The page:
Copyright 2001 Reed Business Information, Inc.
Study guides arrive in a new format with this audio series on classic literature. This program includes an introduction to Edith Wharton and her context, dramatic readings, a plot synopsis and analysis. The readings provide particular insight though the other elements use the audio medium to good effect.as well. Similar to a single-class seminar, the program offers both solid information and an overview. DiMase's readings are a great asset, and teachers should consider using them for classes, then providing their own discussion and review. Her voice is rich and fluid, and it transports listeners to the turn-of-the-century setting. The series is worth looking into as a teacher resource or for individuals interested in self-study. R.F.W. (c)AudioFile, Portland, Maine
From 500 Great Books by Women; review by Caren Town
The most compelling aspect of The House of Mirth is watching Lily Bart descend the social ladder, changing from an alluring, fashionable decoration at lavish country estates to a wild-eyed, dishevelled woman living in a shabby hotel, addicted to tea and sleeping drops. The most frightening aspect of the book is that the progress seems somehow both inevitable and avoidable at nearly every turn. Here is a physically beautiful and psychologically complex woman who has become or been made into an object for consumption by a society that values the material world exclusively. As Lily approaches thirty, still unmarried, and without financial resources, her value - in this society - declines. Part of the responsibility for her fate can be placed on her lack of a maternal influence, on her own irresolution, on the weakness of her primary suitor, on the viciousness of the other rich women in the novel, but the ultimate blame has to fall on a society that made her "so evidently the victim of the civilization that produced her, that the links of her bracelet seemed like manacles chaining her to her fate." Nearly a century after its publication, this novel is chillingly accurate in its remorseless critique of a society willing to sacrifice any and all who do not conform to its expectations. -- For great reviews of books for girls, check out Let's Hear It for the Girls: 375 Great Books for Readers 2-14.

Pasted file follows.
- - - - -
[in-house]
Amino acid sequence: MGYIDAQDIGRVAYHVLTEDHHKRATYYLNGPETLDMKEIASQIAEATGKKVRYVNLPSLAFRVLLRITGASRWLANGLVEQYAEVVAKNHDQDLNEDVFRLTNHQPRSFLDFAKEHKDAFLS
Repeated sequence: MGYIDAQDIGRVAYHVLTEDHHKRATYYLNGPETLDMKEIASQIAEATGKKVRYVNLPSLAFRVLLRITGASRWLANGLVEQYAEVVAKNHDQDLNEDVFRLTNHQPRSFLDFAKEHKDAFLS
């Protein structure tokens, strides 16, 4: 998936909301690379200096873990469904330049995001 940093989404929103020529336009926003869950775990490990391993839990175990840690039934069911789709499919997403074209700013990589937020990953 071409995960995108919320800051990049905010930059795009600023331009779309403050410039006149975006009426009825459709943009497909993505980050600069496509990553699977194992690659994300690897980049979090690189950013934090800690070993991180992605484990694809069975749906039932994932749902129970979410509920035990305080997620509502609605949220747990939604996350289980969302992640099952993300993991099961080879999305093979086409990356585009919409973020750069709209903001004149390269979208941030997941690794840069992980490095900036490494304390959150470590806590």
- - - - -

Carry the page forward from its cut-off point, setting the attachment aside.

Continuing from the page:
Uniquely authentic among American novels of manners.
"Beautifully produced, this may well become the standard reading text."--E.N. Feltskog, University of Wisconsin
"Essential reading to know this chronicler par excellence. Great for english, humanities and women's studies courses."--J.C. Moore, Scottsdale Community College
"I always choose Oxford World Classics editions whenever I can because their introductions and notes are the most useful and the texts are clearly the most carefully prepared. This book looks to be no exception!"--Laura Dabundo, Kennesaw State College
"Beautiful, thoroughgoing, very professional--a complete 'treatment' of the text from Introduction to Chronology to Bibliography and Notes. Plus the great affordable price! A really terrific edition."--John Dempsey, Brown University
"Excellent, reasonably priced edition. . . . introduction [is] useful for background and critical information."--Lynn F. Williams, Emerson College
Gore Vidal There are only three or four American novelists who can be thought of as "major," and Edith Wharton is one.